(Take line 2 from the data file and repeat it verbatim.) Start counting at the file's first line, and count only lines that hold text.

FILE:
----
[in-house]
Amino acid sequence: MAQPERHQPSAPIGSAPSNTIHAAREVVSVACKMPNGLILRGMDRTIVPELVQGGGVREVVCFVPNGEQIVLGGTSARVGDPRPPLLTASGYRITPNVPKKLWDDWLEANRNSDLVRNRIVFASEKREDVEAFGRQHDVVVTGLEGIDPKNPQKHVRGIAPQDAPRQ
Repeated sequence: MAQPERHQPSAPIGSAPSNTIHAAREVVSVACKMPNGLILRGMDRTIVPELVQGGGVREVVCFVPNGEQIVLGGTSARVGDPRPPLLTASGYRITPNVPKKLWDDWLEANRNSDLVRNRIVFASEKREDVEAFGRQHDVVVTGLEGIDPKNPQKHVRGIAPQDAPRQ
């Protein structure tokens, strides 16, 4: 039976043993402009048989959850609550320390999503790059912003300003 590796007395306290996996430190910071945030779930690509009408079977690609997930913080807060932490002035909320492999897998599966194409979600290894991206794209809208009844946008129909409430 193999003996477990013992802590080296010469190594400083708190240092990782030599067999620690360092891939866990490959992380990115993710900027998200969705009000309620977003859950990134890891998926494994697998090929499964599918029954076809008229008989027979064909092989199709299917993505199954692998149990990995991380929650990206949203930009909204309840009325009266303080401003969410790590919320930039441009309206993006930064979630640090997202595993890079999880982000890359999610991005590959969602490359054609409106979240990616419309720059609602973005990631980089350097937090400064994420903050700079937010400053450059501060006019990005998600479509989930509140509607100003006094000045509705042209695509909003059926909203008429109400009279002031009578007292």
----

Amino acid sequence: MAQPERHQPSAPIGSAPSNTIHAAREVVSVACKMPNGLILRGMDRTIVPELVQGGGVREVVCFVPNGEQIVLGGTSARVGDPRPPLLTASGYRITPNVPKKLWDDWLEANRNSDLVRNRIVFASEKREDVEAFGRQHDVVVTGLEGIDPKNPQKHVRGIAPQDAPRQ